In United States v. Rodgers, 150 U.S. 249, 14 S. Ct. 109, 37 L. Ed. 1071, the prosecution was in a court of the United States for an offense on a vessel of the United States, committed within the "territorial limits of the Dominion of Canada." See, also, Cunard S. S. Co. v. Mellon, 262 U.S. 100, 43 S. Ct. 504, 67 L. Ed. 894, 27 A. L. R. 1306.
In The Hanna Nielsen (C. C. A.) 273 F. 171, the injury suffered was on a foreign *987 ship of one nation in the port of another foreign nation.
The cases of International Stevedoring Co., v. Haverty, 272 U.S. 50, 47 S. Ct. 19, 71 L. Ed. 157, and The Samnanger (D. C.) 298 F. 620, concern stevedores injured in American ports, and not injuries to ordinary seamen on a ship, both of the same foreign nation.
The Cuzco (D. C.) 225 F. 169, was the case of a stevedore injured, not in a port of the United States but in a port of British Columbia.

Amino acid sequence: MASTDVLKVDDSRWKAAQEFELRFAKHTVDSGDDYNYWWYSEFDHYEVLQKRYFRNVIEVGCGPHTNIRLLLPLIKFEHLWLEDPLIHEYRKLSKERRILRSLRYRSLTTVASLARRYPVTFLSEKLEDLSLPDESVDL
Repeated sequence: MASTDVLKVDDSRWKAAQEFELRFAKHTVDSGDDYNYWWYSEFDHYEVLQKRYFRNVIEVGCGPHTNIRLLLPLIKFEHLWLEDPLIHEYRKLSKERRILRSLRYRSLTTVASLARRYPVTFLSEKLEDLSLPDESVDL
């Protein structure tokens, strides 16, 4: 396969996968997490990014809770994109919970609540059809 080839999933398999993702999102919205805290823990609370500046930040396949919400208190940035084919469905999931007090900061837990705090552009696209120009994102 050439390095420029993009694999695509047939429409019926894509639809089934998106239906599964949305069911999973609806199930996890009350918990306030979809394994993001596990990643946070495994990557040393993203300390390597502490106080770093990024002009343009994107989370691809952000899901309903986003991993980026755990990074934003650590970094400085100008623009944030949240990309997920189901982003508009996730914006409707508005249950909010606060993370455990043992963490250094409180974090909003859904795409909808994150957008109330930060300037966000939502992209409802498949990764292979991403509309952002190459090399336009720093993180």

In The Navarino (D. C.) 7 F.(2d) 743, it was considered that there was no difference in the law of England and that of the United States, upon the question involved.
In The City of Atlanta (D. C.) 17 F.(2d) 308, the case was one of supplies furnished an American vessel in a Cuban port.
In Geraci, Administrator, v. Cunard S. S. Co., 120 Misc.Rep. 607, 200 N.Y.S. 132, 1923 A. M. C. 976, the seaman was killed upon a British ship, in the harbor of Havanna.
No statute shows an intent to make any other law applicable in such a case as the present than the general maritime law. There was such a statute considered by the court in Patterson v. Bark Eudora, 190 U.S. 169, 23 S. Ct. 821, 47 L. Ed. 1002.
The title of the Jones Act (41 Stat. 988) is: "An act to provide for the promotion and maintenance of the American merchant marine." (Italics those of this court.)
In Clark v. Montezuma Transp. Co., 217 App. Div. 172, 216 N.Y.S. 295, 1926 A. M. C. 954, it was held that the Jones Act applied only to seamen on American vessels. In an opinion of the Circuit Court of Appeals for the Second Circuit, written by Judge Hough, the above decision appears to be approved though the court says that the general applicability of the Jones Act did not arise in the later case. The Pinar Del Rio (C. C. A.) 16 F.(2d) 984, 1927 A. M. C. 268, 270.